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Harv Rev Psychiatry. 2005 May-Jun;13(3):155-78.

Manic-depressive illness: evolution in Kraepelin's Textbook, 1883-1926.

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  • 1Valley Mental Health Center, Salt Lake City, UT, USA.



The syndrome of manic-depressive insanity (MDI), as conceptualized by Emil Kraepelin a century ago, with later refinements, continues to dominate research and clinical practice with mood disorder patients. Current understanding of Kraepelin's views by Anglophones is heavily influenced by the late, highly developed, MDI concept represented in the 1921 partial English translation of the last complete edition of his textbook, the product of gradual development over several decades.


We reviewed all nine editions and revisions of Kraepelin's Textbook (1883-1926) and other writings by him to document the evolution of his views of MDI, and characterized salient developments within biographical and historical contexts.


We found support for the traditional impression that Kraepelin's clinical perception of similarities of various forms of periodic psychiatric disorders marked by fundamental dysregulation of excitation and inhibition of thought and behavior, as well as of mood--as distinct from chronic psychotic illnesses--encouraged his broad, mature concept of MDI. However, our findings indicate a complex evolution of Kraepelin's MDI concept in the 1880s and 1890s, his use of more creative and less empirical clinical methods than traditionally believed, and his considerable personal uncertainty about making clear distinctions among MDI, dementia praecox, intermediate conditions, and paranoid disorders--an uncertainty that persisted to the end of his career in the 1920s.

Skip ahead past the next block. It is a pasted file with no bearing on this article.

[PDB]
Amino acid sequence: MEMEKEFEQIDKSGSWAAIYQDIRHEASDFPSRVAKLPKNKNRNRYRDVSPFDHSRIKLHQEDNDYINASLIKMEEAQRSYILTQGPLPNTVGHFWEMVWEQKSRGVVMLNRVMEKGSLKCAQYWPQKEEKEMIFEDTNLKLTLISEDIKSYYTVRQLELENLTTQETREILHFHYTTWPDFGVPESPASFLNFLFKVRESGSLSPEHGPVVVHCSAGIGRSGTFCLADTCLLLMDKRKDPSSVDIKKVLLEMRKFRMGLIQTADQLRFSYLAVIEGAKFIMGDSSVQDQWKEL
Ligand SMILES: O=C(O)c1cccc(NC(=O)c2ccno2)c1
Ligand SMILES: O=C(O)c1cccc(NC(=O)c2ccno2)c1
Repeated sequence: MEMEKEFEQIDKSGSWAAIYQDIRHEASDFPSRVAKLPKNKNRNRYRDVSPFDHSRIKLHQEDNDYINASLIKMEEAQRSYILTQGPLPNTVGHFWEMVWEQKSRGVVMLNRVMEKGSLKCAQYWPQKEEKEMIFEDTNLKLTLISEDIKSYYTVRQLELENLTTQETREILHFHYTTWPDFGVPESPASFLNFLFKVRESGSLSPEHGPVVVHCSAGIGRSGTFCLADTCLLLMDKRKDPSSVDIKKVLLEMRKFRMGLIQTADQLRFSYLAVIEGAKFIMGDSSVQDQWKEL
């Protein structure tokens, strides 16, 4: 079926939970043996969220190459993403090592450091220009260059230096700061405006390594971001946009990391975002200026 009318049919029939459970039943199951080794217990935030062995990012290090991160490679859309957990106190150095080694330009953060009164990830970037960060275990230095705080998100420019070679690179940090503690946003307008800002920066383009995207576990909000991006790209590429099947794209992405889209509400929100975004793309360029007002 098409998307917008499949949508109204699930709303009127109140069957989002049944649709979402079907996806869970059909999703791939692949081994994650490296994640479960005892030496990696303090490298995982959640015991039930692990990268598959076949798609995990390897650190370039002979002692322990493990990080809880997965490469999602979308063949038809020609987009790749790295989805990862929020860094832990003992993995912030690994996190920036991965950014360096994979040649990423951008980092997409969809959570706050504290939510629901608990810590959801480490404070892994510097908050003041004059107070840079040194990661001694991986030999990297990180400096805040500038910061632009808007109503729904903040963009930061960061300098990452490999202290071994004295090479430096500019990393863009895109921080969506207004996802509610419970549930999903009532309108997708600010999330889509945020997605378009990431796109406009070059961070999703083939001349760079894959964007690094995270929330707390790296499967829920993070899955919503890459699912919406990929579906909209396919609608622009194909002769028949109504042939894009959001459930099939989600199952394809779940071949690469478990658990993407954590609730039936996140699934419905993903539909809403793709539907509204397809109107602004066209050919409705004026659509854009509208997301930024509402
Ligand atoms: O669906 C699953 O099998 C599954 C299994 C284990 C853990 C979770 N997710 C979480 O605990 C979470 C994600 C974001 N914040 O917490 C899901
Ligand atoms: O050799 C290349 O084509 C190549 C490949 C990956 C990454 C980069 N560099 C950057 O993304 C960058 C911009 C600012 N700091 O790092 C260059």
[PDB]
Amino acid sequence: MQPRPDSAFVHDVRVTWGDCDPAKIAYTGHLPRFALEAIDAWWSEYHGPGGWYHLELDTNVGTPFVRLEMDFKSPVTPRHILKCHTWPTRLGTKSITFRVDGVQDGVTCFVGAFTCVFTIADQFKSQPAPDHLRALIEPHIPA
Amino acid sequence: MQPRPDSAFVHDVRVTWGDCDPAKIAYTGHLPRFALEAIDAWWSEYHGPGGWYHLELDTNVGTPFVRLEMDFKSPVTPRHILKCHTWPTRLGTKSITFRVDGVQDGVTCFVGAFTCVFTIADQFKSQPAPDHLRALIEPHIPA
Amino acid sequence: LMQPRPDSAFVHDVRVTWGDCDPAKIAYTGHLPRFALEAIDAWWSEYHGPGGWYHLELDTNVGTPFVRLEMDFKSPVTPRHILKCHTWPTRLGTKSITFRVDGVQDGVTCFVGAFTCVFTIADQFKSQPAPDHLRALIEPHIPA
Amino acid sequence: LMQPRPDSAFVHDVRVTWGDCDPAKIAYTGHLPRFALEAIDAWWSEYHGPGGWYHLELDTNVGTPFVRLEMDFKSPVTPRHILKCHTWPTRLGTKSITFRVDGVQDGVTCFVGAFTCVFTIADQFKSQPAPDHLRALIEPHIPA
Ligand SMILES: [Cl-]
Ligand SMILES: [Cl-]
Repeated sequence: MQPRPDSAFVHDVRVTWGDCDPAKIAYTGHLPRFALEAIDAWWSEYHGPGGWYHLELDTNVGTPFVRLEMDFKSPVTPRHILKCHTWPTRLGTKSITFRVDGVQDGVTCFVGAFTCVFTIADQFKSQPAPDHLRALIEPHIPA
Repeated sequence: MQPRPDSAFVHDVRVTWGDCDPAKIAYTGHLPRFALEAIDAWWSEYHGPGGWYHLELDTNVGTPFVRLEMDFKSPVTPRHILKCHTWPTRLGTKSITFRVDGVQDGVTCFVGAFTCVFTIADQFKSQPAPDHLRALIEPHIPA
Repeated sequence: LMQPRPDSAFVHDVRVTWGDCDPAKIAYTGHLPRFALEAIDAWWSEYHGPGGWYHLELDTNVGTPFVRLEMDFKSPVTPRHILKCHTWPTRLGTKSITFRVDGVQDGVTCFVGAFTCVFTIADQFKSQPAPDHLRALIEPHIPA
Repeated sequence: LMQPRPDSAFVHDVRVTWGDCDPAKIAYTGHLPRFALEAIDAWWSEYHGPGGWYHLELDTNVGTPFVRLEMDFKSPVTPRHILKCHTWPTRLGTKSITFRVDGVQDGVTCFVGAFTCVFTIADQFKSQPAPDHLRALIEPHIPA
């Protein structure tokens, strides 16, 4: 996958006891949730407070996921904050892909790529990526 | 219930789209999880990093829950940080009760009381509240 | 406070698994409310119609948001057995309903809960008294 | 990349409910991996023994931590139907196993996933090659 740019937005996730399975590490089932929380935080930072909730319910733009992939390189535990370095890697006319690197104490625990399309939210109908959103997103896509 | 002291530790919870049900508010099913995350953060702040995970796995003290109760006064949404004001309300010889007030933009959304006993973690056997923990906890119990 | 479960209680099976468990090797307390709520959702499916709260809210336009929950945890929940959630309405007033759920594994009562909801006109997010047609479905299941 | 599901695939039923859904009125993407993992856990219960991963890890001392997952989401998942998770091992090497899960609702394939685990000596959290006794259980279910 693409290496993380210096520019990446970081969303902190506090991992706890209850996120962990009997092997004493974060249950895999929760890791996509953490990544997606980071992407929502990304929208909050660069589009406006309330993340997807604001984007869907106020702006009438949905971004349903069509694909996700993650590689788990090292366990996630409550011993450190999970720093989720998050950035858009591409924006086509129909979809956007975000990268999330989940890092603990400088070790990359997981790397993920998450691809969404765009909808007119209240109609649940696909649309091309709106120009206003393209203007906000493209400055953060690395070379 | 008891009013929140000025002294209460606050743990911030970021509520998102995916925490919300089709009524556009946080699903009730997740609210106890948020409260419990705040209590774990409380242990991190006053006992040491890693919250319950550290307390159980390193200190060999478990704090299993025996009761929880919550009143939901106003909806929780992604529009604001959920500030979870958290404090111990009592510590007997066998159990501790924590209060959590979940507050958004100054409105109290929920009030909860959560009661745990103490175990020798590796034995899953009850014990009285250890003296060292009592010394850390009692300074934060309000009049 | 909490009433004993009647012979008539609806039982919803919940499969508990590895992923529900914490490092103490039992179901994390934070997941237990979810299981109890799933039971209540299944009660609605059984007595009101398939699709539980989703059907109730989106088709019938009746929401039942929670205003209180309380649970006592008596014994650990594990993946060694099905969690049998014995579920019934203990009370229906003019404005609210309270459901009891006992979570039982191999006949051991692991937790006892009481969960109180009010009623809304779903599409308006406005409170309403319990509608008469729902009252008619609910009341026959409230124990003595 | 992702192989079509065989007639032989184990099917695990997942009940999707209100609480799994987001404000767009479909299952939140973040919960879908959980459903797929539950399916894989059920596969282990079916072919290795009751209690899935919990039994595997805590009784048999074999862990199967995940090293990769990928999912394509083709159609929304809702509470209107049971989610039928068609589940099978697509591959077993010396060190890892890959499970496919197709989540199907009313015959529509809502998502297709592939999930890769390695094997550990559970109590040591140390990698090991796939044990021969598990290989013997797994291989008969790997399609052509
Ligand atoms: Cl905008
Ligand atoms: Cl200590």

Kraepelin responded to a compelling international need for diagnostic order in nineteenth-century psychiatry, and effectively promoted his diagnostic proposals with a widely used and influential textbook. Though his methods were less empirical than is usually realized, his legacy includes analysis of large clinical samples to describe psychopathology and illness-course, along with efforts to define psychobiologically coherent and clinically differentiable entities, as steps toward defining psychiatric syndromes. Modern international "neo-Kraepelinian" enthusiasm for descriptive, criterion-based diagnosis should be tempered by Kraepelin's own appreciation of the tentative and uncertain nature of psychiatric nosology, particularly in classifying illnesses with both affective and psychotic features.

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